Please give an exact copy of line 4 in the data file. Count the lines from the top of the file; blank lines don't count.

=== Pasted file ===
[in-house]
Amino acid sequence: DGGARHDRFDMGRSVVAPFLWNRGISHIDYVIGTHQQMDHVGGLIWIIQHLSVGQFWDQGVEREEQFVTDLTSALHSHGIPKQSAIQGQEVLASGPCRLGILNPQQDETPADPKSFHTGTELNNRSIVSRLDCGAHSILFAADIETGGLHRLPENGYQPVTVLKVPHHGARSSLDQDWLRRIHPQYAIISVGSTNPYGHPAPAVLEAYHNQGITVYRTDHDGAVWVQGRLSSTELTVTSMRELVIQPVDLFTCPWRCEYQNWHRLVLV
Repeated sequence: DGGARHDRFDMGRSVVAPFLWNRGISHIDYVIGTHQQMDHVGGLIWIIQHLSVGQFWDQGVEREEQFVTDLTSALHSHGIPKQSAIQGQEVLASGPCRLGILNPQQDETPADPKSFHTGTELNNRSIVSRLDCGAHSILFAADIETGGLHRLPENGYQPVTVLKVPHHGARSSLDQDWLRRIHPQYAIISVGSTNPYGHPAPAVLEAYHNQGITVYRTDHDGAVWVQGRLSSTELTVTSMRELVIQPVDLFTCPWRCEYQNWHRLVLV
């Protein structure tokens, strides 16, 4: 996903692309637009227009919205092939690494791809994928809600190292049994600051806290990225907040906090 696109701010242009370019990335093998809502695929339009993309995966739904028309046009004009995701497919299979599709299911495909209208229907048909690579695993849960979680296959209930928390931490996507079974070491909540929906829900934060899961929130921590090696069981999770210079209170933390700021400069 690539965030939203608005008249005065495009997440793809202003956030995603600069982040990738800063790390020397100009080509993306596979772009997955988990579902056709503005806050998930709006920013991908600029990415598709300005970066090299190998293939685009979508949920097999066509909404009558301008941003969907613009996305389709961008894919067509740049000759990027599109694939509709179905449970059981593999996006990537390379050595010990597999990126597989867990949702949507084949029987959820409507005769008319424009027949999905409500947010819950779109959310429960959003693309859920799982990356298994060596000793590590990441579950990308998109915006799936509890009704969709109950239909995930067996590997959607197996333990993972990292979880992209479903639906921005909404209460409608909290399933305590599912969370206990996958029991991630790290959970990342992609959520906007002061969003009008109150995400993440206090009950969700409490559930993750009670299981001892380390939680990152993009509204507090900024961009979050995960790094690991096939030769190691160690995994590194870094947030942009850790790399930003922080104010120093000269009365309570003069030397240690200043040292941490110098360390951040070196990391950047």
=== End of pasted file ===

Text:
């Protein structure tokens, strides 16, 4: 996903692309637009227009919205092939690494791809994928809600190292049994600051806290990225907040906090 696109701010242009370019990335093998809502695929339009993309995966739904028309046009004009995701497919299979599709299911495909209208229907048909690579695993849960979680296959209930928390931490996507079974070491909540929906829900934060899961929130921590090696069981999770210079209170933390700021400069 690539965030939203608005008249005065495009997440793809202003956030995603600069982040990738800063790390020397100009080509993306596979772009997955988990579902056709503005806050998930709006920013991908600029990415598709300005970066090299190998293939685009979508949920097999066509909404009558301008941003969907613009996305389709961008894919067509740049000759990027599109694939509709179905449970059981593999996006990537390379050595010990597999990126597989867990949702949507084949029987959820409507005769008319424009027949999905409500947010819950779109959310429960959003693309859920799982990356298994060596000793590590990441579950990308998109915006799936509890009704969709109950239909995930067996590997959607197996333990993972990292979880992209479903639906921005909404209460409608909290399933305590599912969370206990996958029991991630790290959970990342992609959520906007002061969003009008109150995400993440206090009950969700409490559930993750009670299981001892380390939680990152993009509204507090900024961009979050995960790094690991096939030769190691160690995994590194870094947030942009850790790399930003922080104010120093000269009365309570003069030397240690200043040292941490110098360390951040070196990391950047």